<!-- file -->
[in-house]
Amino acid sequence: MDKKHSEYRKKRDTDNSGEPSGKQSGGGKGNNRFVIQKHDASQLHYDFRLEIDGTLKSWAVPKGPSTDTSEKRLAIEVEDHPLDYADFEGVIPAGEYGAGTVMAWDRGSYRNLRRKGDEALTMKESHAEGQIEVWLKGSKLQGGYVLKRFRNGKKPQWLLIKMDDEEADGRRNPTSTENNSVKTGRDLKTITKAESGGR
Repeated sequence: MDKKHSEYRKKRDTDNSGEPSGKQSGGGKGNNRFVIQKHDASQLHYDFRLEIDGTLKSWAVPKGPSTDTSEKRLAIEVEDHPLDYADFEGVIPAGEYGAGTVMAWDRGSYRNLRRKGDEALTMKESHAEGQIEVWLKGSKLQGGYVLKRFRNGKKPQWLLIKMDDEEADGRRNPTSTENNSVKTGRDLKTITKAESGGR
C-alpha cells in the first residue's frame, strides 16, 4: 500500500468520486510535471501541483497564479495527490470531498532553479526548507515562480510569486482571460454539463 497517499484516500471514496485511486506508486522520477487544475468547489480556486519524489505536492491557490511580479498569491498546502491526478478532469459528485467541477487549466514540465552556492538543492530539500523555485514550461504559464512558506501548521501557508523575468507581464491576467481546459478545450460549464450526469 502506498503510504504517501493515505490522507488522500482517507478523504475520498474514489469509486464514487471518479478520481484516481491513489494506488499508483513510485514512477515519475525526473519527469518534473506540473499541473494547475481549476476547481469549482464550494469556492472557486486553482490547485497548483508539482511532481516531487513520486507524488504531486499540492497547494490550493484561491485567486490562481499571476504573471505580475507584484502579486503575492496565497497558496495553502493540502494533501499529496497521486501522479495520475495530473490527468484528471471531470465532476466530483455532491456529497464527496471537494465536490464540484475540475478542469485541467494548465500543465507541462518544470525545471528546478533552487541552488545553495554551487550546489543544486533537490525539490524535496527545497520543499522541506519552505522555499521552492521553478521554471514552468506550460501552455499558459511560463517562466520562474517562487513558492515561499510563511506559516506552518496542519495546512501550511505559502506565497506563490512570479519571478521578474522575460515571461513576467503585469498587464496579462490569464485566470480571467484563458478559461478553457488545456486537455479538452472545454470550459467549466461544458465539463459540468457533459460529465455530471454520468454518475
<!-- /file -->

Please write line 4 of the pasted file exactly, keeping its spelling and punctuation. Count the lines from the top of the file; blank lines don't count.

C-alpha cells in the first residue's frame, strides 16, 4: 500500500468520486510535471501541483497564479495527490470531498532553479526548507515562480510569486482571460454539463 497517499484516500471514496485511486506508486522520477487544475468547489480556486519524489505536492491557490511580479498569491498546502491526478478532469459528485467541477487549466514540465552556492538543492530539500523555485514550461504559464512558506501548521501557508523575468507581464491576467481546459478545450460549464450526469 502506498503510504504517501493515505490522507488522500482517507478523504475520498474514489469509486464514487471518479478520481484516481491513489494506488499508483513510485514512477515519475525526473519527469518534473506540473499541473494547475481549476476547481469549482464550494469556492472557486486553482490547485497548483508539482511532481516531487513520486507524488504531486499540492497547494490550493484561491485567486490562481499571476504573471505580475507584484502579486503575492496565497497558496495553502493540502494533501499529496497521486501522479495520475495530473490527468484528471471531470465532476466530483455532491456529497464527496471537494465536490464540484475540475478542469485541467494548465500543465507541462518544470525545471528546478533552487541552488545553495554551487550546489543544486533537490525539490524535496527545497520543499522541506519552505522555499521552492521553478521554471514552468506550460501552455499558459511560463517562466520562474517562487513558492515561499510563511506559516506552518496542519495546512501550511505559502506565497506563490512570479519571478521578474522575460515571461513576467503585469498587464496579462490569464485566470480571467484563458478559461478553457488545456486537455479538452472545454470550459467549466461544458465539463459540468457533459460529465455530471454520468454518475